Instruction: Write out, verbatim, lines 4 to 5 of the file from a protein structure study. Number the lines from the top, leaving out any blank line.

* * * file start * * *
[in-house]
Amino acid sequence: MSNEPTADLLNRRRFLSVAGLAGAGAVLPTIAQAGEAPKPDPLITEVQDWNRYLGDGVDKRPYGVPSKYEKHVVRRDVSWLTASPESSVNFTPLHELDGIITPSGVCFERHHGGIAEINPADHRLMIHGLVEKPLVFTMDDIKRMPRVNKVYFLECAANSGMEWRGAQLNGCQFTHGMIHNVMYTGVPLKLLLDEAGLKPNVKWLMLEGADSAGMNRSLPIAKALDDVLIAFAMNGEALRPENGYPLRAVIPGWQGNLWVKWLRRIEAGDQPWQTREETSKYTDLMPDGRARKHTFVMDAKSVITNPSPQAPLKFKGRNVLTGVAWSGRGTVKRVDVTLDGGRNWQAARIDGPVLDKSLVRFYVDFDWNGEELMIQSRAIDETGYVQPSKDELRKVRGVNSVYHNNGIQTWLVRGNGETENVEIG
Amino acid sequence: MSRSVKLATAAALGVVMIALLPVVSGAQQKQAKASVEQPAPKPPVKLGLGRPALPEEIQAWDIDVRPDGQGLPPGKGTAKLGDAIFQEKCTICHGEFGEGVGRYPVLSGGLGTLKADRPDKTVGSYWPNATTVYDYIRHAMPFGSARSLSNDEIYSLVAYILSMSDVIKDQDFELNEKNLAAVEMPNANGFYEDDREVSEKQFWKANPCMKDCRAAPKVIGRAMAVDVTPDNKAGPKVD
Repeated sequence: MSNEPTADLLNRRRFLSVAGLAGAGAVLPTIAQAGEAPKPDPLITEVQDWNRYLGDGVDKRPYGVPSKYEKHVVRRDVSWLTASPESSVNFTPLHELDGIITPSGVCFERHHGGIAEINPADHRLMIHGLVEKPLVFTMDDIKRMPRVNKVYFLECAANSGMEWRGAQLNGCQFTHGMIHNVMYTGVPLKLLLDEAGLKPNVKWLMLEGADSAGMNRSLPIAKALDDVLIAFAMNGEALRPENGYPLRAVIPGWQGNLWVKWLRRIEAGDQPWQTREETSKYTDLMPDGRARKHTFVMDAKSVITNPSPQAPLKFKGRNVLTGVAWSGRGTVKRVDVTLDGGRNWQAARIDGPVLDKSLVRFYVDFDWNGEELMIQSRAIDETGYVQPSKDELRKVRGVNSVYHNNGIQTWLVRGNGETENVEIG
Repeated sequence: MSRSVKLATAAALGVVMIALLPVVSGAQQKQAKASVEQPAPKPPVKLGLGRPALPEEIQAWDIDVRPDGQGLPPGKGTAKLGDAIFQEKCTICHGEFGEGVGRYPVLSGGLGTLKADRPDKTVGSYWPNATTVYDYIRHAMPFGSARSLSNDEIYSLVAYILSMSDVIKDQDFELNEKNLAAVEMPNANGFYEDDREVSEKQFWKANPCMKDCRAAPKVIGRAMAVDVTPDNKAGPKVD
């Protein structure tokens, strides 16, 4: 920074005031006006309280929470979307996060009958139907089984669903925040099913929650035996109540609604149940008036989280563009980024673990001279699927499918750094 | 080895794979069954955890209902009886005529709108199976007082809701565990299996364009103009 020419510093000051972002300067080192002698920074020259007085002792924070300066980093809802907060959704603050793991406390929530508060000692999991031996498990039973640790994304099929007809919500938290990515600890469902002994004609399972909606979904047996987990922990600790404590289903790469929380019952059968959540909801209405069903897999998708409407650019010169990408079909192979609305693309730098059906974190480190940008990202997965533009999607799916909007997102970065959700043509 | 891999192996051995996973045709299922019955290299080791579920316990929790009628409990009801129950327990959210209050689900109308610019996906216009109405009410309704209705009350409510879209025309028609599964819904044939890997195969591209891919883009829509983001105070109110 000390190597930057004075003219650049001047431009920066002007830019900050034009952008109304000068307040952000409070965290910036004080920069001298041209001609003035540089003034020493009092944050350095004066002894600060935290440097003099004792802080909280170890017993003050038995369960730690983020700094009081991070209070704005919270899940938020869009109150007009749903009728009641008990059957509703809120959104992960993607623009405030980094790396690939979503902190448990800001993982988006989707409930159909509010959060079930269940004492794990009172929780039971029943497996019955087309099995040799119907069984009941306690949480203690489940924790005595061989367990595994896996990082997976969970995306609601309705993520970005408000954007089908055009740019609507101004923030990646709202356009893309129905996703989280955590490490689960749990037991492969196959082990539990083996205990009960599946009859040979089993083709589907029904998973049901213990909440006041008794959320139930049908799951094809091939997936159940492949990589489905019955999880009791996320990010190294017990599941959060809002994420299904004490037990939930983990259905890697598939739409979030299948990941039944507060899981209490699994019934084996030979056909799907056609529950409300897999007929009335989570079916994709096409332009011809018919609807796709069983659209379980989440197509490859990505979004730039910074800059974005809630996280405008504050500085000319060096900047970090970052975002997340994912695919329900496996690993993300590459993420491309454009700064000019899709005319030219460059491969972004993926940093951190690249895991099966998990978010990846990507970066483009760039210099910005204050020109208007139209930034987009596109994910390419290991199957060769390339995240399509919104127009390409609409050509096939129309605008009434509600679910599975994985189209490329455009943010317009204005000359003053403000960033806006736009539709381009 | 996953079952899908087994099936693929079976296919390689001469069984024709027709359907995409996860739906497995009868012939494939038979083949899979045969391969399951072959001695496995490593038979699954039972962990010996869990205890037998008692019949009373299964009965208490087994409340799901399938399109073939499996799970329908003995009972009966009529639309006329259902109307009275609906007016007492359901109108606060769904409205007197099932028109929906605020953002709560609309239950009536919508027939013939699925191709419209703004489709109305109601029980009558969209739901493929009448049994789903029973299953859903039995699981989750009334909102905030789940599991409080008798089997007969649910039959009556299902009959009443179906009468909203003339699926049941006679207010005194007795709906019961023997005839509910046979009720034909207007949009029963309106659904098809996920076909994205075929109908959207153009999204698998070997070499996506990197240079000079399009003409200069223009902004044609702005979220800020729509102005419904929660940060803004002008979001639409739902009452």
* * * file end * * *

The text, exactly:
Repeated sequence: MSNEPTADLLNRRRFLSVAGLAGAGAVLPTIAQAGEAPKPDPLITEVQDWNRYLGDGVDKRPYGVPSKYEKHVVRRDVSWLTASPESSVNFTPLHELDGIITPSGVCFERHHGGIAEINPADHRLMIHGLVEKPLVFTMDDIKRMPRVNKVYFLECAANSGMEWRGAQLNGCQFTHGMIHNVMYTGVPLKLLLDEAGLKPNVKWLMLEGADSAGMNRSLPIAKALDDVLIAFAMNGEALRPENGYPLRAVIPGWQGNLWVKWLRRIEAGDQPWQTREETSKYTDLMPDGRARKHTFVMDAKSVITNPSPQAPLKFKGRNVLTGVAWSGRGTVKRVDVTLDGGRNWQAARIDGPVLDKSLVRFYVDFDWNGEELMIQSRAIDETGYVQPSKDELRKVRGVNSVYHNNGIQTWLVRGNGETENVEIG
Repeated sequence: MSRSVKLATAAALGVVMIALLPVVSGAQQKQAKASVEQPAPKPPVKLGLGRPALPEEIQAWDIDVRPDGQGLPPGKGTAKLGDAIFQEKCTICHGEFGEGVGRYPVLSGGLGTLKADRPDKTVGSYWPNATTVYDYIRHAMPFGSARSLSNDEIYSLVAYILSMSDVIKDQDFELNEKNLAAVEMPNANGFYEDDREVSEKQFWKANPCMKDCRAAPKVIGRAMAVDVTPDNKAGPKVD